Volcanic Ash & EU risk regulation
More than twenty years after the EU eliminated its internal land borders, the Union still lacks an integrated airspace. This seems to the most immediate regulatory lesson learnt from the recent volcanic ash crisis, but of course there is much more to be said.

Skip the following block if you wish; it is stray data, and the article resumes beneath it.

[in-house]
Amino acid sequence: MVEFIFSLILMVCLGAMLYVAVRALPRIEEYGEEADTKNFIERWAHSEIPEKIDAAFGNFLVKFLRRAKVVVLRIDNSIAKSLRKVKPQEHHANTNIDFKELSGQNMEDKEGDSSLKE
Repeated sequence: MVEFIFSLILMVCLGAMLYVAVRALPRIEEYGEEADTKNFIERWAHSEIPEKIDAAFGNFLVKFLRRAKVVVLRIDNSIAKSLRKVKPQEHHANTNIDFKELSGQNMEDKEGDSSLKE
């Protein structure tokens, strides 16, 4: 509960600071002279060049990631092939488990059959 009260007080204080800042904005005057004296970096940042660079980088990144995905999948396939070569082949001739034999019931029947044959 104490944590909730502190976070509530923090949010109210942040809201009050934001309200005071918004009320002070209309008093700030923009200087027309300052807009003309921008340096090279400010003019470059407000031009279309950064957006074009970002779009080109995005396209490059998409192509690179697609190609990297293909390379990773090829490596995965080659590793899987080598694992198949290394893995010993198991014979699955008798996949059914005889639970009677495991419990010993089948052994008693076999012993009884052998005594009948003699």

In the next issue of the European Journal of Risk Regulation (expected at the end of May), I will provide a first-hand analysis of the regulatory answer developed across Europe in the aftermath of the eruption of the Icelandic volcano Eyjafjallajökull. While reconstructing the unfolding of the events and the procedures followed by the regulators, I will attempt to address some of the questions that I have iteratively asked myself when stranded in Washington DC between April 16 and April 25, 2010. Who did the assessment of the danger of volcanic ash poses to jetliners? Who was competent to take risk management decisions, such as the controversial flight bans? Is it true that the safe level of volcanic ash was zero? How to explain the shift to a new safety threshold (of 2,000 mg/m3) five days after the event? Did regulators overacted? To what extent did they manage the perceived rather than the actual risk? At a time in which the impact of the volcanic ash cloud crisis is closely scrutinised by both public authorities and the affected industries, it seems particularly timely to establish what happened during the worst aviation crisis in European history.